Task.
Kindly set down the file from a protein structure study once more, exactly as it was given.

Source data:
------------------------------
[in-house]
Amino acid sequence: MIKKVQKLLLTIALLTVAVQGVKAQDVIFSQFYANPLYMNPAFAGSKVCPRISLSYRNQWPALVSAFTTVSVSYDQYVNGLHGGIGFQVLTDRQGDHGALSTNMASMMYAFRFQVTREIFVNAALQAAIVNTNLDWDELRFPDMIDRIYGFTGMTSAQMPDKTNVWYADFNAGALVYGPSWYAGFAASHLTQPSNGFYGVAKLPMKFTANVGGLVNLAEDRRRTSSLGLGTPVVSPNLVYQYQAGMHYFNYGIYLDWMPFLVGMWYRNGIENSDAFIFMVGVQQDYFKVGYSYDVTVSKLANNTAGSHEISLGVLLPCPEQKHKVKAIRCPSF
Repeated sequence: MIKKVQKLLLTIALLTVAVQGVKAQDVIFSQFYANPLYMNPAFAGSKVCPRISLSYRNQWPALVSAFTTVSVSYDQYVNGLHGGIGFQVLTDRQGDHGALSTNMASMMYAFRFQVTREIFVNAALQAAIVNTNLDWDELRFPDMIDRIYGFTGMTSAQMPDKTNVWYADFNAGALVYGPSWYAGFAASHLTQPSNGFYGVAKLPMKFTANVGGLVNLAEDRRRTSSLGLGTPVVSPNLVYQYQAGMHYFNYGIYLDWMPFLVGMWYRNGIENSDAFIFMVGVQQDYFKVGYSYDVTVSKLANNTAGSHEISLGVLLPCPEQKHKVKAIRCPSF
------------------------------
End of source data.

[in-house]
Amino acid sequence: MIKKVQKLLLTIALLTVAVQGVKAQDVIFSQFYANPLYMNPAFAGSKVCPRISLSYRNQWPALVSAFTTVSVSYDQYVNGLHGGIGFQVLTDRQGDHGALSTNMASMMYAFRFQVTREIFVNAALQAAIVNTNLDWDELRFPDMIDRIYGFTGMTSAQMPDKTNVWYADFNAGALVYGPSWYAGFAASHLTQPSNGFYGVAKLPMKFTANVGGLVNLAEDRRRTSSLGLGTPVVSPNLVYQYQAGMHYFNYGIYLDWMPFLVGMWYRNGIENSDAFIFMVGVQQDYFKVGYSYDVTVSKLANNTAGSHEISLGVLLPCPEQKHKVKAIRCPSF
Repeated sequence: MIKKVQKLLLTIALLTVAVQGVKAQDVIFSQFYANPLYMNPAFAGSKVCPRISLSYRNQWPALVSAFTTVSVSYDQYVNGLHGGIGFQVLTDRQGDHGALSTNMASMMYAFRFQVTREIFVNAALQAAIVNTNLDWDELRFPDMIDRIYGFTGMTSAQMPDKTNVWYADFNAGALVYGPSWYAGFAASHLTQPSNGFYGVAKLPMKFTANVGGLVNLAEDRRRTSSLGLGTPVVSPNLVYQYQAGMHYFNYGIYLDWMPFLVGMWYRNGIENSDAFIFMVGVQQDYFKVGYSYDVTVSKLANNTAGSHEISLGVLLPCPEQKHKVKAIRCPSF